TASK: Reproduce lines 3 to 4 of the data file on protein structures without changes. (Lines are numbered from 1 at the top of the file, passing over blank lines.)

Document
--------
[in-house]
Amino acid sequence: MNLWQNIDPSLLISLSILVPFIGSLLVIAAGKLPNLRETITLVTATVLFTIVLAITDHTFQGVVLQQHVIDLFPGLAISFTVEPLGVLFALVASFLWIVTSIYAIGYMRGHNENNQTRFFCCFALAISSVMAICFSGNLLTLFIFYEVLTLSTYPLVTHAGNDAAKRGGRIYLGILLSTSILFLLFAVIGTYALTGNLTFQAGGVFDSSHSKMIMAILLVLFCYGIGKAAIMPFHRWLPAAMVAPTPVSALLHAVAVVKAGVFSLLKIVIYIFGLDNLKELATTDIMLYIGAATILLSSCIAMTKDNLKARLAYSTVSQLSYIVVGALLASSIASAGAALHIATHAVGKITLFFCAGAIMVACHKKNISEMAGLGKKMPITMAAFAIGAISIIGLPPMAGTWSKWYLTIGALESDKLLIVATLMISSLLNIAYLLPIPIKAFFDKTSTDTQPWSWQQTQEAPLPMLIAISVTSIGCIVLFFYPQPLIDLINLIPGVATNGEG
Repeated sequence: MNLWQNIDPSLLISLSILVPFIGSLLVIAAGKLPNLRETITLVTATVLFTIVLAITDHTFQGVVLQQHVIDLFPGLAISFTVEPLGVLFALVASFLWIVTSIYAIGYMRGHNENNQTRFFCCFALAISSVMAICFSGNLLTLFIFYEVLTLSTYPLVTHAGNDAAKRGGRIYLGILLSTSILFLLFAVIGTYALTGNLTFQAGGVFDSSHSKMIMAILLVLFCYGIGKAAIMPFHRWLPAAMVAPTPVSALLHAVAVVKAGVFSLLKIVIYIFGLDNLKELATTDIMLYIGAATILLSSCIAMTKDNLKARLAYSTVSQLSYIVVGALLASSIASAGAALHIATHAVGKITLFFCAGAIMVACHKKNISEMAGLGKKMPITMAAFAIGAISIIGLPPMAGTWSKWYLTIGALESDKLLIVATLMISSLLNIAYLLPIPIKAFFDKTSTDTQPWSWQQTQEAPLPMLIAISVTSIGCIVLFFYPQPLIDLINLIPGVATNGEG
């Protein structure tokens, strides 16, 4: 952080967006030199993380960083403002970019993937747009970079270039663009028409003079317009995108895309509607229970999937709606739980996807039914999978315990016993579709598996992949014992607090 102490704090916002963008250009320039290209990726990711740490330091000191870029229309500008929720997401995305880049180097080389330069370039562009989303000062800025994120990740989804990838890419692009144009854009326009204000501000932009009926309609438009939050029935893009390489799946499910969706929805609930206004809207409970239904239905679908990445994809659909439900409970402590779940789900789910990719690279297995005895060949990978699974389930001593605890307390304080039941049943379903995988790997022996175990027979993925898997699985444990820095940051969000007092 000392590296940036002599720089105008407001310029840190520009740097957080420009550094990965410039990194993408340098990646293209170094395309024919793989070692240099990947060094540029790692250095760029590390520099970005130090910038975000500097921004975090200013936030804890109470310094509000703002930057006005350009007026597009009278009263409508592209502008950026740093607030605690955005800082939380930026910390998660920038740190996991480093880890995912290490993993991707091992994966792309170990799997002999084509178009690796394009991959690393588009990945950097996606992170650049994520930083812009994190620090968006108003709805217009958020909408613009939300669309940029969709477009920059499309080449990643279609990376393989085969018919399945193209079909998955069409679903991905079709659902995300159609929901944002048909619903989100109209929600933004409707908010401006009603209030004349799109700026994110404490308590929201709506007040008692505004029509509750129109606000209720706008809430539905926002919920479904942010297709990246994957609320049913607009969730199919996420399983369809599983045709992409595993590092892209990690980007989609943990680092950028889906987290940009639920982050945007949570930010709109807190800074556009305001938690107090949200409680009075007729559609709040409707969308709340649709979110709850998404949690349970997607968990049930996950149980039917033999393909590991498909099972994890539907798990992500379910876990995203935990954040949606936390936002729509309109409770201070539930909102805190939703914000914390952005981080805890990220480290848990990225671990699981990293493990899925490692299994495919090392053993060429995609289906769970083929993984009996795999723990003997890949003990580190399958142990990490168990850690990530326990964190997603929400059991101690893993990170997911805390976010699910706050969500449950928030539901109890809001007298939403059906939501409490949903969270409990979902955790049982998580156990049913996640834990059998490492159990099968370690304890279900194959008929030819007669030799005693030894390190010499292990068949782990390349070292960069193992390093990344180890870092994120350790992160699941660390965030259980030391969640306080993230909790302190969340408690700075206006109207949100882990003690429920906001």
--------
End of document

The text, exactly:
Repeated sequence: MNLWQNIDPSLLISLSILVPFIGSLLVIAAGKLPNLRETITLVTATVLFTIVLAITDHTFQGVVLQQHVIDLFPGLAISFTVEPLGVLFALVASFLWIVTSIYAIGYMRGHNENNQTRFFCCFALAISSVMAICFSGNLLTLFIFYEVLTLSTYPLVTHAGNDAAKRGGRIYLGILLSTSILFLLFAVIGTYALTGNLTFQAGGVFDSSHSKMIMAILLVLFCYGIGKAAIMPFHRWLPAAMVAPTPVSALLHAVAVVKAGVFSLLKIVIYIFGLDNLKELATTDIMLYIGAATILLSSCIAMTKDNLKARLAYSTVSQLSYIVVGALLASSIASAGAALHIATHAVGKITLFFCAGAIMVACHKKNISEMAGLGKKMPITMAAFAIGAISIIGLPPMAGTWSKWYLTIGALESDKLLIVATLMISSLLNIAYLLPIPIKAFFDKTSTDTQPWSWQQTQEAPLPMLIAISVTSIGCIVLFFYPQPLIDLINLIPGVATNGEG
């Protein structure tokens, strides 16, 4: 952080967006030199993380960083403002970019993937747009970079270039663009028409003079317009995108895309509607229970999937709606739980996807039914999978315990016993579709598996992949014992607090 102490704090916002963008250009320039290209990726990711740490330091000191870029229309500008929720997401995305880049180097080389330069370039562009989303000062800025994120990740989804990838890419692009144009854009326009204000501000932009009926309609438009939050029935893009390489799946499910969706929805609930206004809207409970239904239905679908990445994809659909439900409970402590779940789900789910990719690279297995005895060949990978699974389930001593605890307390304080039941049943379903995988790997022996175990027979993925898997699985444990820095940051969000007092 000392590296940036002599720089105008407001310029840190520009740097957080420009550094990965410039990194993408340098990646293209170094395309024919793989070692240099990947060094540029790692250095760029590390520099970005130090910038975000500097921004975090200013936030804890109470310094509000703002930057006005350009007026597009009278009263409508592209502008950026740093607030605690955005800082939380930026910390998660920038740190996991480093880890995912290490993993991707091992994966792309170990799997002999084509178009690796394009991959690393588009990945950097996606992170650049994520930083812009994190620090968006108003709805217009958020909408613009939300669309940029969709477009920059499309080449990643279609990376393989085969018919399945193209079909998955069409679903991905079709659902995300159609929901944002048909619903989100109209929600933004409707908010401006009603209030004349799109700026994110404490308590929201709506007040008692505004029509509750129109606000209720706008809430539905926002919920479904942010297709990246994957609320049913607009969730199919996420399983369809599983045709992409595993590092892209990690980007989609943990680092950028889906987290940009639920982050945007949570930010709109807190800074556009305001938690107090949200409680009075007729559609709040409707969308709340649709979110709850998404949690349970997607968990049930996950149980039917033999393909590991498909099972994890539907798990992500379910876990995203935990954040949606936390936002729509309109409770201070539930909102805190939703914000914390952005981080805890990220480290848990990225671990699981990293493990899925490692299994495919090392053993060429995609289906769970083929993984009996795999723990003997890949003990580190399958142990990490168990850690990530326990964190997603929400059991101690893993990170997911805390976010699910706050969500449950928030539901109890809001007298939403059906939501409490949903969270409990979902955790049982998580156990049913996640834990059998490492159990099968370690304890279900194959008929030819007669030799005693030894390190010499292990068949782990390349070292960069193992390093990344180890870092994120350790992160699941660390965030259980030391969640306080993230909790302190969340408690700075206006109207949100882990003690429920906001």